The Vols returned to the practice field on Monday with one goal in mind: creating a tough and gritty mentality, something that was missing from the team last year.
“With every great player, every great team and every great organization, you have to define a standard of what you believe in and what you want to look like,” UT head coach Derek Dooley said. “Every day, it’s going to get challenged to see if you are really committed to it. You have to exercise a level of grit in ability to persist in the face of difficulty. You also need some leadership around you to affect others in a positive way.”
 For Dooley, one of the leaders he more than likely had in mind during this address was junior All-SEC wide receiver Da’Rick Rogers.
Rogers, who missed the previous Thursday’s practice for “internal issues” and was also rumored to be contemplating transferring to Georgia State, spoke to the media for the first time since last season and addressed many of the issues surrounding him and his future at the school.
 “No controversy, I just had some things I had to handle off the field,” said Rogers. “I got those handled. I am looking forward to moving forward and becoming a championship contending team.”
Rogers views his situation, which was viewed by many in the national media as indicative of more of the same locker room strife that plagued the Vols in the latter half of the 2011 season, as one that is not only past him, but also a non-issue as he looks for the team to move forward.
“Once and for all,” he said. “The whole team, I think we have all come together and I think this is the year, the team chemistry is great this year. Honestly, I think this might be the year.”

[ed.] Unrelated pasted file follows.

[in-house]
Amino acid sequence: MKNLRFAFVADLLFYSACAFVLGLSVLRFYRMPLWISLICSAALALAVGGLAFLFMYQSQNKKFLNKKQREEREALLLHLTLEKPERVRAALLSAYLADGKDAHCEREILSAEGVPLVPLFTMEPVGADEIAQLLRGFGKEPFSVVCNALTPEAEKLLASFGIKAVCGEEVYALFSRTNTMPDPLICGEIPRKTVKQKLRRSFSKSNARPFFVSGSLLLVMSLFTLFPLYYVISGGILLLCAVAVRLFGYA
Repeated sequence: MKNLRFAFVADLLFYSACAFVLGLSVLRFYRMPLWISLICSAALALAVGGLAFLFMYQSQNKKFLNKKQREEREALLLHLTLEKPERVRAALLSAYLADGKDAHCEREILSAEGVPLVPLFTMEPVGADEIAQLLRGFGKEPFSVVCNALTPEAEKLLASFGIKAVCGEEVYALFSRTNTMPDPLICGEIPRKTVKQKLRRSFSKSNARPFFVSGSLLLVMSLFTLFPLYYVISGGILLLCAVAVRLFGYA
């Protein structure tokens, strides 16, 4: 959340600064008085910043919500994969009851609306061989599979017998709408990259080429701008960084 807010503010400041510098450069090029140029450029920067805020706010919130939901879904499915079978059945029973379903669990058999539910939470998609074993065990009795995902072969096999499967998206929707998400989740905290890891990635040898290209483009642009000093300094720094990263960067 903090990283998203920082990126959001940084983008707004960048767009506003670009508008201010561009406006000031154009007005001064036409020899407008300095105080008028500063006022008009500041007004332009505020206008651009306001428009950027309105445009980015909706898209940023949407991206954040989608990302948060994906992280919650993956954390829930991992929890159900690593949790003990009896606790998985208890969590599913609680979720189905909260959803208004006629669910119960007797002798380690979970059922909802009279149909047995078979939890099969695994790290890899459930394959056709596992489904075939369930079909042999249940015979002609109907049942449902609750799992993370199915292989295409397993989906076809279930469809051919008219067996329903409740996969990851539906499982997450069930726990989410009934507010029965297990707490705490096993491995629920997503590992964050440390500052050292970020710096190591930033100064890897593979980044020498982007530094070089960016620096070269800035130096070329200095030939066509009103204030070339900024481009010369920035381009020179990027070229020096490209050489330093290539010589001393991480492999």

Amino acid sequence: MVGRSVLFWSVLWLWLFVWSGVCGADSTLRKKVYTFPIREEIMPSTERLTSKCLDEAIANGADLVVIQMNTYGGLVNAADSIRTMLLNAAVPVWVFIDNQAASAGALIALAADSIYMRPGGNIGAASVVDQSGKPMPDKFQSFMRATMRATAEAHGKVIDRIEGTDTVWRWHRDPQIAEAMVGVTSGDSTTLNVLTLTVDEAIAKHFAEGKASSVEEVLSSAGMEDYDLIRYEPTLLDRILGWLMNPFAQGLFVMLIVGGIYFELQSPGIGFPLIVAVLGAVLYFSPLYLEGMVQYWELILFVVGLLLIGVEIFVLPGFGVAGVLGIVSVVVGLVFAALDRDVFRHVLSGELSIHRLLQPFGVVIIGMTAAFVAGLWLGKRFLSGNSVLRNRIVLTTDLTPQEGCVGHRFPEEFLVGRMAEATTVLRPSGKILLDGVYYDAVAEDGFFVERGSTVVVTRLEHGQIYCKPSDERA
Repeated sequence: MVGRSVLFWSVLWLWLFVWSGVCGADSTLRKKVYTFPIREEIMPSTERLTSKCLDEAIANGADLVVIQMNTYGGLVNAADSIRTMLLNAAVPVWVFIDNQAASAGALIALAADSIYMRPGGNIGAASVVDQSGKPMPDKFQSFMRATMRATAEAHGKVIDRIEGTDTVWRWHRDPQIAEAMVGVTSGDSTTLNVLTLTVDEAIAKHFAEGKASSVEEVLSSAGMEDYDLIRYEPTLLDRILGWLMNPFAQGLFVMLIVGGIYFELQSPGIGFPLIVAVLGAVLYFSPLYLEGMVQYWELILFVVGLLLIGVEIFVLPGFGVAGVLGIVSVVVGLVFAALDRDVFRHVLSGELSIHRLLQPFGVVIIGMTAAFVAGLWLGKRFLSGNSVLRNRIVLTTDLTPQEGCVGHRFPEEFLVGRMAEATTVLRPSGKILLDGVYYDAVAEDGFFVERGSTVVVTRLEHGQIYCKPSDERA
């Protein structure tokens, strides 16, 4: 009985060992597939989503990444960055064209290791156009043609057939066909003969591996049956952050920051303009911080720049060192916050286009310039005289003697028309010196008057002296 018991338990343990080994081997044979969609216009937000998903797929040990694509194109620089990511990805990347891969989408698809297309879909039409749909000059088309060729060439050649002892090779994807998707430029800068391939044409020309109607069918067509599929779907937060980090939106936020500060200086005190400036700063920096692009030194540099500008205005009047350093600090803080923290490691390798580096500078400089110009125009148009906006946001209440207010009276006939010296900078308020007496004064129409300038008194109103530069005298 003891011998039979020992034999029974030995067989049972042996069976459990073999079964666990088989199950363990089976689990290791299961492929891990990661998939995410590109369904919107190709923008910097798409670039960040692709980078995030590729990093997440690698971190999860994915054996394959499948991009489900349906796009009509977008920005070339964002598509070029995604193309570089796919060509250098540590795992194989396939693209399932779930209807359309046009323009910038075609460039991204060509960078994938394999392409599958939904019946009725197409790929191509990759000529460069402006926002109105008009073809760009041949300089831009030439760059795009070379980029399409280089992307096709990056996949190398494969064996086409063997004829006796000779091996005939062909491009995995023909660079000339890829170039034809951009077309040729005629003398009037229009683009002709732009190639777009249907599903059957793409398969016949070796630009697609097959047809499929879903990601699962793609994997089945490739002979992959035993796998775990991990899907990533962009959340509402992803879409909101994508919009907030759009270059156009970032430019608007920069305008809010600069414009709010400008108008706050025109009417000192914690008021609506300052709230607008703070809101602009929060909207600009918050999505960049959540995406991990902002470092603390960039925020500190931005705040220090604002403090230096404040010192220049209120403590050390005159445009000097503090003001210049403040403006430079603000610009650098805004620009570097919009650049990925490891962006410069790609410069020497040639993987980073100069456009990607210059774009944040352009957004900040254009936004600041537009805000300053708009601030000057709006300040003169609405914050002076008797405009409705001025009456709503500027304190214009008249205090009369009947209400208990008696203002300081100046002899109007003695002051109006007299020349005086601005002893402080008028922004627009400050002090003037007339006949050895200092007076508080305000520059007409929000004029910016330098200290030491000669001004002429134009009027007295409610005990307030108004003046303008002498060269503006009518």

Rogers also spent time reaffirming his relationship with quarterback Tyler Bray and fellow receiver Justin Hunter.
“I had a conversation with my teammates, Bray and Justin, specifically on the side,” Rogers said. “We really just talked about how we can move forward and getting everything on the right track so we can move in the right direction as a team.”
Hunter also backed up Rogers’ sense of unity in the huddle.
“He’s like our brother,” Hunter said. “He had a problem and needed help with it. That’s about it. He just needed to calm down. We were there for him and talked to him and just told him that everything would be all right.”
For Dooley, Rogers’ development as a person and a player stands as one of the key stories of the spring, as the Calhoun, Ga., product’s 1,040 yards and nine touchdowns would have been hard to replace.
 “Deep down in the core of Da’Rick, he loves Tennessee,” Dooley said. “He always has. He wants to be here and he wants to help the team win. Every player wants that.”